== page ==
"Excusable Homicide. If the prisoner brought on the affray by making the first attack, he was bound not only to have ceased the combat, but to have used every means in his power, short of taking away the life of the deceased, such as retreating, unless the attack on him had been so fierce that a retreat would have increased his danger.
"Murder. A killing with malice, without any just cause or excuse.
"First. If the prisoner sought the provocation, by giving the first blow, in order to afford him a pretense for wreaking his vengeance, or with the design of using his knife, it is a case of murder.
"Secondly. If the prisoner gave the first blow, and was then cut by the deceased, although he may have been agitated by resentment and anger, yet if the jury collect from what he said and did, when or just before he gave the mortal blow, that in fact he was possessed of deliberation and reflection, so as to be sensible of what he was then about to do, and intentionally did the act, it was a case of murder.
"Manslaughter. A killing without malice express or implied, and under the influence of passion or provocation.
"Should the jury think, according to the first proposition, that the prisoner did not seek the provocation with any view to revenge; or, according to the second, was not possessed of deliberation and reflection at the time he gave the blow, but acted under the influence of passion, excited by the provocation then received, it would be a case of manslaughter."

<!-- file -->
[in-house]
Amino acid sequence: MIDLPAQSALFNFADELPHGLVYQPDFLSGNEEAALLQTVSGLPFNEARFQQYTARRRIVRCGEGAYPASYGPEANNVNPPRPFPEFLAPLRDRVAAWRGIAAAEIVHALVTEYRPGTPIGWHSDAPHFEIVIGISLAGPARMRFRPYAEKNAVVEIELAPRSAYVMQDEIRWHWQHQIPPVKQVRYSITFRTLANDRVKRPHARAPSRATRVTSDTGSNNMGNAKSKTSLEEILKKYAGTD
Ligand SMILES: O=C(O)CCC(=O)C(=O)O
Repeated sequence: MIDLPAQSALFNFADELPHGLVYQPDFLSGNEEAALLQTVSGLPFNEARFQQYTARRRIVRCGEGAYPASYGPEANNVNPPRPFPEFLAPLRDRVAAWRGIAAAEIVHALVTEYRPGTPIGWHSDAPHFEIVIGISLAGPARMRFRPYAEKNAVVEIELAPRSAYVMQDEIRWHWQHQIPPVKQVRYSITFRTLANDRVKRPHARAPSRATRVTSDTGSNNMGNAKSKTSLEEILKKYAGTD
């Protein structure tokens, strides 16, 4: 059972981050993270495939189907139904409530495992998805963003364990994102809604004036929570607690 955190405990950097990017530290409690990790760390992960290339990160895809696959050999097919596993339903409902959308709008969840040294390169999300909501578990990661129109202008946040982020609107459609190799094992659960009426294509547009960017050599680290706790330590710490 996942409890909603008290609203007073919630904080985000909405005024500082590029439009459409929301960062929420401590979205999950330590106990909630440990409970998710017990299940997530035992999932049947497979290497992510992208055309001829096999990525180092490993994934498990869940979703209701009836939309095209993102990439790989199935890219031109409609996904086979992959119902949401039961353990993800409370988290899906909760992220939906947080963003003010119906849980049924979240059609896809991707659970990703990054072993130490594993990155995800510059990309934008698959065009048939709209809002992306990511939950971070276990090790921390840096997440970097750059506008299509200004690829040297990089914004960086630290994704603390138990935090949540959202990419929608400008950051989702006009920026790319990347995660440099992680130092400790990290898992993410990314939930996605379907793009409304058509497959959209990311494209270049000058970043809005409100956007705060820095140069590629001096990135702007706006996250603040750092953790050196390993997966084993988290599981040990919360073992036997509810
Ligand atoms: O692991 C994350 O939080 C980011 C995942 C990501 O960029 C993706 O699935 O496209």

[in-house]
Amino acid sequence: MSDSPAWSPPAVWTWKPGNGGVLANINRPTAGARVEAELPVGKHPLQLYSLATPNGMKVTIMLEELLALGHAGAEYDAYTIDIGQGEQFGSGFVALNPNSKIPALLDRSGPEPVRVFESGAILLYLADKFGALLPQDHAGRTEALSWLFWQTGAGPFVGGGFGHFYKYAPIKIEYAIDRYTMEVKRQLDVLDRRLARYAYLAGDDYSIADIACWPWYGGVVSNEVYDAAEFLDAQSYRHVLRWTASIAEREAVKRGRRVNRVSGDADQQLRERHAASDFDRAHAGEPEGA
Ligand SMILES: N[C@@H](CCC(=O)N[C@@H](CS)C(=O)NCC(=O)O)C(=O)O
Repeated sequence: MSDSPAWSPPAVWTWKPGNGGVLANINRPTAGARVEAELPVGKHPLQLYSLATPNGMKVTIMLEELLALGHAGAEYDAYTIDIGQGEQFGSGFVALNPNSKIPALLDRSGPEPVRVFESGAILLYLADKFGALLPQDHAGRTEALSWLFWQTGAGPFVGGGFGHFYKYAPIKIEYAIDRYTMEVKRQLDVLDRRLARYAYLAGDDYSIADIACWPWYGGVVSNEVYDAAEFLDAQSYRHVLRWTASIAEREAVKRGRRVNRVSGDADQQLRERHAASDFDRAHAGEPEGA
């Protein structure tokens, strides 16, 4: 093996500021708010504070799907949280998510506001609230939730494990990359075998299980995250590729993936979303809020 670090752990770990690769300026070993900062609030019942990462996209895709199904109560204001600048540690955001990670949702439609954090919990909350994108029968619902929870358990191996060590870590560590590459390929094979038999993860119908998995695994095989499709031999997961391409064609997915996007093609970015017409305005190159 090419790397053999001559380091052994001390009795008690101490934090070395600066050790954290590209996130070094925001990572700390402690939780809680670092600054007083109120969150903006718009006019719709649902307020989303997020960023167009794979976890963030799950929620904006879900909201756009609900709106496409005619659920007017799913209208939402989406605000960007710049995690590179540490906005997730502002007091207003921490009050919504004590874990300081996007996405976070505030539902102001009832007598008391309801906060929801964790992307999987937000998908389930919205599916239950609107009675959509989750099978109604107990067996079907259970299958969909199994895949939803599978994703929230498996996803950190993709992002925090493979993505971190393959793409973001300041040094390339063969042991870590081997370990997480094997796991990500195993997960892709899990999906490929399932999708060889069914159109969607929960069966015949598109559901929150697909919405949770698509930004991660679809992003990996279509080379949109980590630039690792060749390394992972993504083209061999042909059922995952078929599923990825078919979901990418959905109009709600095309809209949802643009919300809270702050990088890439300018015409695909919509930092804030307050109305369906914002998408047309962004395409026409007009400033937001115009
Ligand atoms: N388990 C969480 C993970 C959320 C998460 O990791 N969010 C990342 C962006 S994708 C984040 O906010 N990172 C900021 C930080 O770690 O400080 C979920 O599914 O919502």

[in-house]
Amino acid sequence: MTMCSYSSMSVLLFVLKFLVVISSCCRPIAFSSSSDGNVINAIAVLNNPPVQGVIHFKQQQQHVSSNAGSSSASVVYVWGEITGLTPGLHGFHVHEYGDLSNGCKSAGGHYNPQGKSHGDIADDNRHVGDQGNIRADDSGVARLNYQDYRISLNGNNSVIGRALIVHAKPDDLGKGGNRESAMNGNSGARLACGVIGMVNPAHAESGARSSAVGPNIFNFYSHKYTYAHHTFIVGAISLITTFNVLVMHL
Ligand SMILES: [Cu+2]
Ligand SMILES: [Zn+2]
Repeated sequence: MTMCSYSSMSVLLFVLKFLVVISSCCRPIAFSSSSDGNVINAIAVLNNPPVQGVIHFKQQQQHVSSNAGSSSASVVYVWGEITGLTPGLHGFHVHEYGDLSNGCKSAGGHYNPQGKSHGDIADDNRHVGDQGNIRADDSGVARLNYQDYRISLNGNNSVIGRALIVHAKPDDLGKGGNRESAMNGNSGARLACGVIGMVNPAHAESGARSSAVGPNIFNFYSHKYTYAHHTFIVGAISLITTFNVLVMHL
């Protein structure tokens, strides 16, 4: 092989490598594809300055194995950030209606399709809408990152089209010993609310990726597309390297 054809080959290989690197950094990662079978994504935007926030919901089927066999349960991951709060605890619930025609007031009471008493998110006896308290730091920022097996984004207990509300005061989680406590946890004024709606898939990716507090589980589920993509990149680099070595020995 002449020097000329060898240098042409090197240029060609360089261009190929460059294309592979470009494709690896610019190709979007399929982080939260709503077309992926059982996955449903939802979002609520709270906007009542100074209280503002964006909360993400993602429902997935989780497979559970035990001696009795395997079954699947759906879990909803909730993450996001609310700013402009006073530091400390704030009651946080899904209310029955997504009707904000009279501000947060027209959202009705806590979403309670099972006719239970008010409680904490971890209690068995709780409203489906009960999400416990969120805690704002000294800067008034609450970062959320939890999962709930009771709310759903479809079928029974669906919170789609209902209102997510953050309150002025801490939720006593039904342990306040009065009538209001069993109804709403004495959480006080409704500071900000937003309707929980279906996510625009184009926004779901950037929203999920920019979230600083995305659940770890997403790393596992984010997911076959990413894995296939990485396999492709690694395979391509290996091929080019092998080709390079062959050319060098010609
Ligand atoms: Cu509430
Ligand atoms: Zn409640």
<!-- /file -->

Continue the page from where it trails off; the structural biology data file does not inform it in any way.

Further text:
The jury returned a verdict of guilty, and sentence of death being pronounced upon the prisoner, he appealed.
From the case which has been stated by the judge who presided at the trial, and which constitutes a part of the record before us, it appears that it was not controverted but that the prisoner had committed the homicide wherewith he was charged, and that the only question was as to the degree of guilt which the law (632) attached to the fatal deed. Upon this question the jury doubted, and asked for specific instructions; and it was to enable them to come to a correct conclusion upon this question that the specific instructions set forth in the case were given. It is not for us to determine whether the verdict was warranted by the evidence, but it is our duty to examine whether the law was correctly expounded.